Doctor Fields had a lot of respect for Paul, and a lot of frustration dealing with him. He actually made house calls to see Paul. When Paul was on Medicaid, and Fields didn’t accept Medicaid, he finally treated him for free. Paul was always “second guessing” the Doc, and was usually right. Doc would prescribe “medicine A” for congestion and Paul would say, “no, that didn’t work last time, give me “medicine B”. Paul was very cognizant of his care and his respirator. He often told the technician what to do to fix the machine. 

Some of the other doctors didn’t understand Paul. When he had something wrong, his system often responded by exhibiting diaphoresis, profuse sweating that soaked his clothes and the sheets. An internalist, specializing in ulcers and such, tried to convince us that he couldn’t have ulcers as the symptoms were wrong. Joan had to explain to him that Paul’s body was not typical and couldn’t show the proper symptoms. The god-like doctor was embarrassed to find that he did, indeed have ulcers. There were many similar events through the years.

Another case of too much “expertise” follows. One day we brought Paul back from the hospital following treatment for an infection. When I went to range him and put him to bed at 11, I saw that his leg was swollen to about twice normal size. It was apparently Phlebitis, caused by a blood clot. A few minutes later the ambulance arrived and the paramedics seemed to be intimidated by Paul’s (disability) condition. They wanted to call a helicopter, but couldn’t figure where it could land and how they would get him there, (Of course it was winter with snow on the ground and a howling wind.) When we got to the hospital we were warned that the clot could move to his lungs and that could be very dangerous. When he was admitted, he was told what the settings would be on his MA1 respirator, the same model he had at home. He protested, knowing his own machine, but was ignored.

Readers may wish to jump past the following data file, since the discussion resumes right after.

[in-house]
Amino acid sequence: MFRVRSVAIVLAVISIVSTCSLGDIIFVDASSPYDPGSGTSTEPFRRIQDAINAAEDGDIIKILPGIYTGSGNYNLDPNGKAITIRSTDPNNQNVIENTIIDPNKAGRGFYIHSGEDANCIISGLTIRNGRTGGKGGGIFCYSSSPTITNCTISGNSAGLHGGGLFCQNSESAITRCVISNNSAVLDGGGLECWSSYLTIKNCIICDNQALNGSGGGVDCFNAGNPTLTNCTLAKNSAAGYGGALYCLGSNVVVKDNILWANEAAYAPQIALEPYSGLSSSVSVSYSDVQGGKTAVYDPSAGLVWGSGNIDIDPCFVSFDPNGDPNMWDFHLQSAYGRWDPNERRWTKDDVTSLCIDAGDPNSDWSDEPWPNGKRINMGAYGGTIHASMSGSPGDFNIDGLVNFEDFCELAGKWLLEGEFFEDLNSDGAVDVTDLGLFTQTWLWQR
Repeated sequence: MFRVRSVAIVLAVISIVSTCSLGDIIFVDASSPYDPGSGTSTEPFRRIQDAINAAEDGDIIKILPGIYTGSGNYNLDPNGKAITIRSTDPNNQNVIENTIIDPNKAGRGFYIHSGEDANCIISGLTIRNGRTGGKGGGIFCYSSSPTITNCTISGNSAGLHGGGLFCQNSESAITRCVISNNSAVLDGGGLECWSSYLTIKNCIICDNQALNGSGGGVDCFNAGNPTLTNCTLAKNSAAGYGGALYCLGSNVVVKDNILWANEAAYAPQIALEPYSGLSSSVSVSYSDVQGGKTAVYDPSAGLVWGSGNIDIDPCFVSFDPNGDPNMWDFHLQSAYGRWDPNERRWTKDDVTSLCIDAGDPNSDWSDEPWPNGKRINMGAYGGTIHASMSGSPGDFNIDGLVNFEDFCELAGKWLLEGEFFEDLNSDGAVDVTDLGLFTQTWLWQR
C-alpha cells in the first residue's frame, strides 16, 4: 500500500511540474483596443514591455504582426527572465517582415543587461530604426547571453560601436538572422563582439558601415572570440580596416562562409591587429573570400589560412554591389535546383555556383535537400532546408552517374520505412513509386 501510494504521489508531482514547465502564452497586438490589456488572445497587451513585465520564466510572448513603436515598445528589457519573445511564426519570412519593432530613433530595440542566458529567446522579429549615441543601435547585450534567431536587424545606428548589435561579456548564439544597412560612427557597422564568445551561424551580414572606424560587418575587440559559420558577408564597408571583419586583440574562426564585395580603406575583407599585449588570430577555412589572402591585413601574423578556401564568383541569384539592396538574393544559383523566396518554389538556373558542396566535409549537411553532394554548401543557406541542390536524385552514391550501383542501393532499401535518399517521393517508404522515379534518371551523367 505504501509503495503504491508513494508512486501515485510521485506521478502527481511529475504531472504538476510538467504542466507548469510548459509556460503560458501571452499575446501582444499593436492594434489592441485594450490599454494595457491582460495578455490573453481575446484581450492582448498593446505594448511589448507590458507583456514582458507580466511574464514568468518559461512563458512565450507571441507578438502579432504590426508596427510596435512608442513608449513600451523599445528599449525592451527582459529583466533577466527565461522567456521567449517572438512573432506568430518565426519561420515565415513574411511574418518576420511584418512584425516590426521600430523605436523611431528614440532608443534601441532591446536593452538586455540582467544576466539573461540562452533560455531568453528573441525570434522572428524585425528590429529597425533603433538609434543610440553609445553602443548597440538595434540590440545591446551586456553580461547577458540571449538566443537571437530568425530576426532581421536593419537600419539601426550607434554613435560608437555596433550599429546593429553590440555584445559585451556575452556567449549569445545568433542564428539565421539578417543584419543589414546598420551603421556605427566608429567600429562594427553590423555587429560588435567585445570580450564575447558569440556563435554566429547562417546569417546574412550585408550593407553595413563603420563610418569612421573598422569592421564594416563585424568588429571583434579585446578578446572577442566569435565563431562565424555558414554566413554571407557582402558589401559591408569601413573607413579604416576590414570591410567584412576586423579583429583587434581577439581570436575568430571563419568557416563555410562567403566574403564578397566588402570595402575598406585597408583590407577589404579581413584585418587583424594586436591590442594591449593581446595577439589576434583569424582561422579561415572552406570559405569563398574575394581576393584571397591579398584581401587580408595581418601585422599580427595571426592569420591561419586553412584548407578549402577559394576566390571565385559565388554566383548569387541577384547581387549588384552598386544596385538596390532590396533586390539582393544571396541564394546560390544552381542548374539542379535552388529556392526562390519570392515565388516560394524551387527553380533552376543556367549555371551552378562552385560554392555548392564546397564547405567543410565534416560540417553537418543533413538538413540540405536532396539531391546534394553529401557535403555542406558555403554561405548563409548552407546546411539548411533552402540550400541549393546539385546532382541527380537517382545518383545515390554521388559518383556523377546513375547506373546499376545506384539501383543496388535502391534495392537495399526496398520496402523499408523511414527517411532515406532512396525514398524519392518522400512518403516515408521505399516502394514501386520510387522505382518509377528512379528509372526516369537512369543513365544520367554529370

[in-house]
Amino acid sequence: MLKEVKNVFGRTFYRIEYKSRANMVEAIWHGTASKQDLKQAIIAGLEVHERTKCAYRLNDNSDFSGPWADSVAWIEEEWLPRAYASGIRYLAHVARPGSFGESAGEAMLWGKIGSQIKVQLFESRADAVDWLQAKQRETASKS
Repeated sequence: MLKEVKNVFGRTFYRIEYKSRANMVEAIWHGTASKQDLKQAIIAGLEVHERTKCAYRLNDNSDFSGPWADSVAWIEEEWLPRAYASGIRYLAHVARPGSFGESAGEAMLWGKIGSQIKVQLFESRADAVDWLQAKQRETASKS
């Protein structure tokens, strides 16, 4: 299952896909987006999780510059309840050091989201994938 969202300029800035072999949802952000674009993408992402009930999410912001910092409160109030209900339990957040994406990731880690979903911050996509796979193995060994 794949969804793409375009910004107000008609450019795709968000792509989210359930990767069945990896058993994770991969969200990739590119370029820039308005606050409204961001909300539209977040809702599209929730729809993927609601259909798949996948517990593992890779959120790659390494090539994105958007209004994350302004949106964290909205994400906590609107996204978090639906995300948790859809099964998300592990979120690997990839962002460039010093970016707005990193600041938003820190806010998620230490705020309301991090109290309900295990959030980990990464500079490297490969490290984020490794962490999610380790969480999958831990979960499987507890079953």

The phone rang at about 2:30AM. Paul was having breathing problems and wanted the MA I set his way, but nobody wanted to disturb “doctor’s orders”. We were furious. They wouldn’t take our word, or Paul’s, to reset the respirator. They finally got permission to set it right and things improved somewhat. Part of the cause of his distress, (surprise, surprise!) was that a clot had indeed migrated to his lungs.

One night to be remembered while we were at home went like this. There was a blizzard outside, with snow, howling winds and a temp of 15 degrees. The lights went out around 1AM and Paul’s respirator quit. We had to hustle to get him on the portable. About an hour later the portable quit with a dead battery. While Joan bagged him with our ambubag, I stumbled out into the cold, dark, garage to remove the battery from his van. Soon all was well, although cold and dark. We were on a priority system with the electric company. Although there were only four houses in the dark, the service men came out and repaired our transformer in the blizzard, finishing at about 4 AM. We thanked them and offered them a hot drink, but they had other calls to make.

Paul’s health and welfare got a giant boost when we bought new carpet along about 1981 or so. With a major purchase, Star Lumber was giving away a Texas Instruments computer. By today’s standards it was a pitiful 128 K capacity, but Paul latched onto it with a vengeance. With his photographic memory, he would read a page of instructions and never have to refer to it again. When he found out he could compose music on it, his world expanded mightily.